Well, maybe not speak in full sentences: A British team has re-created the mummified Nesyamun's throat using 3-D technology, allowing it to utter a vowel they believe mimics how the priest sounded.

Here it is:

Vesuvius Eruption Turned One Ancient Resident's Brain Into Glass

The cataclysmic eruption of Mount Vesuvius in 79 A.D. created temperatures so hot that one poor soul's brain was transformed into glass, researchers report.

Archaeologists working at the site of Herculaneum -- the other city wiped out in the eruption, alongside Pompeii -- discovered small bits of black glass inside the skull of one of the victims.

Tests of the glassy materia...

A Medical Insight in Michelangelo's David, 'Hiding in Plain Sight'

Michelangelo's David is perhaps the world's most famous statue, gazed upon by millions over centuries.

And yet it's only this year that an American doctor has spotted an anatomical insight made by the artist -- one that's passed without notice on David for more than 500 years.

In the vast majority of sculptures, and in the everyday physiology of living people, the jugular ve...

Leonardo da Vinci May Have Had ADHD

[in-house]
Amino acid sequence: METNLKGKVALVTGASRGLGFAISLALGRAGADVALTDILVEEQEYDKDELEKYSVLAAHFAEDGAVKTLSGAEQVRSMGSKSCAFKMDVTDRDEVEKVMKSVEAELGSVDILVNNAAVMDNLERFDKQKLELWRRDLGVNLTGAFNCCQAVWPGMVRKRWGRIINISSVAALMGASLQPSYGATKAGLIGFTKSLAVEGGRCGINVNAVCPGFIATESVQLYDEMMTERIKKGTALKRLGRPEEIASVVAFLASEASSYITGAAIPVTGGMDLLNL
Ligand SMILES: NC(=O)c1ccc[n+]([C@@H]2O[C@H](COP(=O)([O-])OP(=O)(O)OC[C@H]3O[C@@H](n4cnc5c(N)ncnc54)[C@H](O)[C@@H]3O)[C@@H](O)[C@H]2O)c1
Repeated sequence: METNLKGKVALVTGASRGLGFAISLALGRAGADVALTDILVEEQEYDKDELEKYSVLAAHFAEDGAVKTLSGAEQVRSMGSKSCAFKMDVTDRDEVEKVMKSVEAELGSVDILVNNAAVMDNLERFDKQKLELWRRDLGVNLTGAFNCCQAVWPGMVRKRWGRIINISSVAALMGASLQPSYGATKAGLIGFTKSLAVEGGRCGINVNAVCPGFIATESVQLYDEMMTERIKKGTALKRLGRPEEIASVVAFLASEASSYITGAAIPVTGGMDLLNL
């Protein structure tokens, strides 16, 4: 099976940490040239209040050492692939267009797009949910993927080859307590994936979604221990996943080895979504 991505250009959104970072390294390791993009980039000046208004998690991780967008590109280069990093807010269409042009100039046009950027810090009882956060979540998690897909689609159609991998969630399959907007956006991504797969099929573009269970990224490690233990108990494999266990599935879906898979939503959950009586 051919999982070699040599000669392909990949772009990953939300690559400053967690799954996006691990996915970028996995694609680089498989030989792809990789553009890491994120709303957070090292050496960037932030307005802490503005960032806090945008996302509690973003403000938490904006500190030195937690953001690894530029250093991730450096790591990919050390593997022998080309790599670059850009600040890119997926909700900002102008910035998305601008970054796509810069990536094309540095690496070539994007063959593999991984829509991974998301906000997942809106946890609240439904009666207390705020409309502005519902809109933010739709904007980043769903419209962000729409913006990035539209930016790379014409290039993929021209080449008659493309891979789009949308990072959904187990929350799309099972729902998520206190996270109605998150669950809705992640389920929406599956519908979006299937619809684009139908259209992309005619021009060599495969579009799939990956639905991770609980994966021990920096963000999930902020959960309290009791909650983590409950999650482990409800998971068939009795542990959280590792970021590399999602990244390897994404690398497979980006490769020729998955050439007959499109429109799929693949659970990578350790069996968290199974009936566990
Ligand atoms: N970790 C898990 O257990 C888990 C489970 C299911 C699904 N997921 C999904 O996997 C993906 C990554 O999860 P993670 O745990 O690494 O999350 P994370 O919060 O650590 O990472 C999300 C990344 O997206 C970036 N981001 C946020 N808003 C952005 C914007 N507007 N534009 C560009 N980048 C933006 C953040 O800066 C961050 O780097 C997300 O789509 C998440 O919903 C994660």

Leonardo da Vinci's legendary struggles to complete projects suggest he may have had attention-deficit hyperactivity disorder (ADHD), a British researcher says.

That's the latest in a series of attempts to understand the genius and work habits of an inventor and artist often considered the most creative person ever known.

The fascination with da Vinci dovetails with the 500t...

New Theory Sheds Light on Leonardo da Vinci's Artistic Decline

A fainting-related fall that caused nerve damage in his right hand could explain why Leonardo da Vinci's painting skills declined later in life, a new paper suggests.

The report, published as the world marks the 500th anniversary of the artist's death, contradicts the common belief that da Vinci's difficulties stemmed from a stroke.

To arrive at t...

Was Dyslexia the Secret to Leonardo da Vinci's Greatness?

Leonardo da Vinci was an atrocious speller, a sure sign of dyslexia, but it's possible that very disorder fueled his genius, a researcher says.

May 2 marks the 500th anniversary of the death of da Vinci, an inventor and artist regarded by many as the most creative person ever known.

"Dyslexia is probably one of the things that made da Vinci so creative, made him Leonardo," s...